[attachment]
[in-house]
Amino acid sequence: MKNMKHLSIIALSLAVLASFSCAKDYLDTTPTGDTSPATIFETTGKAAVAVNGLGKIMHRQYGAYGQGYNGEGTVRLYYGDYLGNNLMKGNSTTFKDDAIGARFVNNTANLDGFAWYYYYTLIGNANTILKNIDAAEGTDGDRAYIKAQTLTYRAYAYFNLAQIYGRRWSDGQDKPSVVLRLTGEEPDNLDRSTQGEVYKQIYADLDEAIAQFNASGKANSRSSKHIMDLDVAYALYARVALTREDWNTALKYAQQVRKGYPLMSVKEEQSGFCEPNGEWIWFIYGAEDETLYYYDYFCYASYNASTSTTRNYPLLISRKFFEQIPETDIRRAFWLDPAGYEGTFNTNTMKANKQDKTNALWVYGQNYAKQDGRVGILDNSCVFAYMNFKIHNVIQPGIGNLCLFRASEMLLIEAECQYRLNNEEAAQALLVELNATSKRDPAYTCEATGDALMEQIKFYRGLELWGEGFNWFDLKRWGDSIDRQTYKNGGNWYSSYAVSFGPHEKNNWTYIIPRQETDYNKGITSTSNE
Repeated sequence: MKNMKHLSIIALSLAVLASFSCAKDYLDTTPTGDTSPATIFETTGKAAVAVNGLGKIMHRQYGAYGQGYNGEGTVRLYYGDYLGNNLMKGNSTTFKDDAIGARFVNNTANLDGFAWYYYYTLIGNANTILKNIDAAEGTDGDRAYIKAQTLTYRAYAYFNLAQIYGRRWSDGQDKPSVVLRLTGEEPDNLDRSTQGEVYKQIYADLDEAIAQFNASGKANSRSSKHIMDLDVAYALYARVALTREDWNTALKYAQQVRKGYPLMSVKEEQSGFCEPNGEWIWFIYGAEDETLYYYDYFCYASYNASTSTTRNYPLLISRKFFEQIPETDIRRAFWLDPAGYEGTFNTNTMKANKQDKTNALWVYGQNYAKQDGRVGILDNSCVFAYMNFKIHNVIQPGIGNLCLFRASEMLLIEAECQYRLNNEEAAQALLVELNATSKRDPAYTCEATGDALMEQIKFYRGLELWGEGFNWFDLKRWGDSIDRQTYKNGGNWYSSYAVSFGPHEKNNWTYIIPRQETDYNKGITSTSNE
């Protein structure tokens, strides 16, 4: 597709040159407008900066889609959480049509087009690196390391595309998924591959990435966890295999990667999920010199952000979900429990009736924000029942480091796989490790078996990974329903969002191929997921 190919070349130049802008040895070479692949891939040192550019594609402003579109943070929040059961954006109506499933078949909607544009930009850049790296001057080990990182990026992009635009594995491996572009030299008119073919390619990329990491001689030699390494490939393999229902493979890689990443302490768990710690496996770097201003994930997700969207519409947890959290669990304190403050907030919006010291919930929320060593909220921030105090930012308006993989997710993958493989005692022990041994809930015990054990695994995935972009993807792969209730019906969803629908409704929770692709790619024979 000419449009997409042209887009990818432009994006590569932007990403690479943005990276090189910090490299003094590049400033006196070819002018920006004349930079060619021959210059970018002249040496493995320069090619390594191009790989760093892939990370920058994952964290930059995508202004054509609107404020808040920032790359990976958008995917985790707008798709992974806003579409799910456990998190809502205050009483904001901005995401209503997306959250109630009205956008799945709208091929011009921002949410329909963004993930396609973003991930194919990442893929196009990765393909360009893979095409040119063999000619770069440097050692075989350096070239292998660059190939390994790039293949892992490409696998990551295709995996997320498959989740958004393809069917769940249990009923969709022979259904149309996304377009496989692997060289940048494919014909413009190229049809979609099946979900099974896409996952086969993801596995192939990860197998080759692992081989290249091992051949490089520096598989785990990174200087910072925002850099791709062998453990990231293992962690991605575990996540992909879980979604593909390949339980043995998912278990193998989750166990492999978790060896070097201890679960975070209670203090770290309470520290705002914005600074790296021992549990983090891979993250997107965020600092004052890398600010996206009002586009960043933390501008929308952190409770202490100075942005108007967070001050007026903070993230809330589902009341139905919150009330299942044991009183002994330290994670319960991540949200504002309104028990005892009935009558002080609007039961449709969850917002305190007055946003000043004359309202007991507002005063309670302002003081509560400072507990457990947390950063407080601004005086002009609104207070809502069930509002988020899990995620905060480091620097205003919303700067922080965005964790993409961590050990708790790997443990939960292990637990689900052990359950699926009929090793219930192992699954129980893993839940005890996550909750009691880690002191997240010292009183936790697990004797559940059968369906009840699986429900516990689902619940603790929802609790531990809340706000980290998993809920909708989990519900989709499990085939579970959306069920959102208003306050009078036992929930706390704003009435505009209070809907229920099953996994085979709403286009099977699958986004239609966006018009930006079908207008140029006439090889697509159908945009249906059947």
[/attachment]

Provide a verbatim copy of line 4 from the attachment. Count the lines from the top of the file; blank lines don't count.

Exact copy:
């Protein structure tokens, strides 16, 4: 597709040159407008900066889609959480049509087009690196390391595309998924591959990435966890295999990667999920010199952000979900429990009736924000029942480091796989490790078996990974329903969002191929997921 190919070349130049802008040895070479692949891939040192550019594609402003579109943070929040059961954006109506499933078949909607544009930009850049790296001057080990990182990026992009635009594995491996572009030299008119073919390619990329990491001689030699390494490939393999229902493979890689990443302490768990710690496996770097201003994930997700969207519409947890959290669990304190403050907030919006010291919930929320060593909220921030105090930012308006993989997710993958493989005692022990041994809930015990054990695994995935972009993807792969209730019906969803629908409704929770692709790619024979 000419449009997409042209887009990818432009994006590569932007990403690479943005990276090189910090490299003094590049400033006196070819002018920006004349930079060619021959210059970018002249040496493995320069090619390594191009790989760093892939990370920058994952964290930059995508202004054509609107404020808040920032790359990976958008995917985790707008798709992974806003579409799910456990998190809502205050009483904001901005995401209503997306959250109630009205956008799945709208091929011009921002949410329909963004993930396609973003991930194919990442893929196009990765393909360009893979095409040119063999000619770069440097050692075989350096070239292998660059190939390994790039293949892992490409696998990551295709995996997320498959989740958004393809069917769940249990009923969709022979259904149309996304377009496989692997060289940048494919014909413009190229049809979609099946979900099974896409996952086969993801596995192939990860197998080759692992081989290249091992051949490089520096598989785990990174200087910072925002850099791709062998453990990231293992962690991605575990996540992909879980979604593909390949339980043995998912278990193998989750166990492999978790060896070097201890679960975070209670203090770290309470520290705002914005600074790296021992549990983090891979993250997107965020600092004052890398600010996206009002586009960043933390501008929308952190409770202490100075942005108007967070001050007026903070993230809330589902009341139905919150009330299942044991009183002994330290994670319960991540949200504002309104028990005892009935009558002080609007039961449709969850917002305190007055946003000043004359309202007991507002005063309670302002003081509560400072507990457990947390950063407080601004005086002009609104207070809502069930509002988020899990995620905060480091620097205003919303700067922080965005964790993409961590050990708790790997443990939960292990637990689900052990359950699926009929090793219930192992699954129980893993839940005890996550909750009691880690002191997240010292009183936790697990004797559940059968369906009840699986429900516990689902619940603790929802609790531990809340706000980290998993809920909708989990519900989709499990085939579970959306069920959102208003306050009078036992929930706390704003009435505009209070809907229920099953996994085979709403286009099977699958986004239609966006018009930006079908207008140029006439090889697509159908945009249906059947």